Part of the reason for that is found in the huge output possible from this amplifier: it delivers 200W into 8ohms, and will go on to 400W as impedance falls. And yet this is achieved while retaining all the quality associated with less powerful amps, thank to the A49’s use of Class G technology: basically, it uses a two-stage power delivery, with the first 50W being in Class A, and then a secondary supply kicking in when serious juice is required. It’s all about retaining the purity of a non-switching design for the delicate stuff, while keeping in hand more than sufficient power to drive even the most recalcitrant speakers.
More than just going loud
That’s not just about the ability to go loud, though the A49 will emphatically do that – you don’t want to go connecting your CD player, for example, to whichever input you’ve selected for processor mode! Instead, it gives the amplifier remarkable dynamic ability to go with its big, assured sound, meaning that music is always presented in dramatic style, but with a consummate sense of ease. Big and fairly brutal it may look in its matt black finish, but the Arcam never gives any hint that it’s having to work hard to deliver the music.
Deliver music is certainly what it does, and in serious style: leafing through the music collection I stumbled across Squeeze’s Cool for Cats, which I don’t think I’ve ever heard slammed out of the speakers with such impact, complete with growling bass, sharp focus on Jools Holland’s piano, every word crystal clear and real drive.
That one track showed almost all I needed to know about the sound of this big Arcam: it can really rock, has excellent intelligibility, and packs the soundstage with detail while still underpinning everything with that big, fast, magnificent bass.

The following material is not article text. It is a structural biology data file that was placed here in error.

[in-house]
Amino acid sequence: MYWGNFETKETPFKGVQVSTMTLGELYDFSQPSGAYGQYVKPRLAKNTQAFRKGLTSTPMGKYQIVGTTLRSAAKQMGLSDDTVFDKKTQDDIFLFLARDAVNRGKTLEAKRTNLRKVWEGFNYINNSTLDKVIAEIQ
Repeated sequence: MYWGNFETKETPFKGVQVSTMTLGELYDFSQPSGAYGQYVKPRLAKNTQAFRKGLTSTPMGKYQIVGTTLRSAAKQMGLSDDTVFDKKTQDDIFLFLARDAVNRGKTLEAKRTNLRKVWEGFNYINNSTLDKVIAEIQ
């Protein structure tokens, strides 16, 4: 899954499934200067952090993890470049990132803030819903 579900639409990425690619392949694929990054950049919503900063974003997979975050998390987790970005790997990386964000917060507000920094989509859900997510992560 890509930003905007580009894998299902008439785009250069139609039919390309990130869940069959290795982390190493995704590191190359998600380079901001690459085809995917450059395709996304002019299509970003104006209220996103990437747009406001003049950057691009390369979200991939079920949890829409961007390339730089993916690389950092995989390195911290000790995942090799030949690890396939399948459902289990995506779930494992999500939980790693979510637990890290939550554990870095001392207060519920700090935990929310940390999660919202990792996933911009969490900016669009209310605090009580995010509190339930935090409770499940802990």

It almost doesn’t matter what you play, from vintage jazz to the modern close-up-recorded kind, and from the likes of Paul Simon all the way through to really thrashy rock: the Arcam just makes the most of it, allowing you to hear elements in a mix you’d missed before, and constantly tempting you to crank up the volume just a bit more a) because you’re having so much fun and b) simply because it can.
What’s more, it does the smooth and gentle thing very, very well indeed, being able to play small-group jazz or singer/songwriters with remarkable delicacy and finesse, and bringing out all the ambience of simply-recorded live or studio set. However, in an instant it can go from a whisper to a roar – or perhaps a deep-chested wide-open-mouthed bellow – when the music demands.
So that’s an amplifier warm and sweet enough to suit even the plinkiest (and indeed plonkiest) jazz recording, yet at the same time able to deliver the wall-shaking ear-splitting levels some seem to enjoy, complete with thunderous bass, and all the while remaining entirely clean-sounding and hinting that it still has plenty more to give.
Meet the new Arcam; emphatically not the same as the old Arcam.
And now, if you’ll excuse me, I’ve got the whole of an extensive collection of classical music to start re-exploring…
Integrated amplifier | £3750
Power output 200Wpc into 8ohms, 400W max into 4ohms
Inputs MM phono, six line ins, one assignable balanced input
Outputs Two pairs of speakers, tape out, preouts on phonos and XLRs, headphones (3.5mm socket), plus power output for rSeries components and 12V trigger outs
AV bypass Yes
Tone controls No
Remote control Yes
Dimensions (WxHxD) 43.2×17.1×42.5cm
Written by Andrew Everard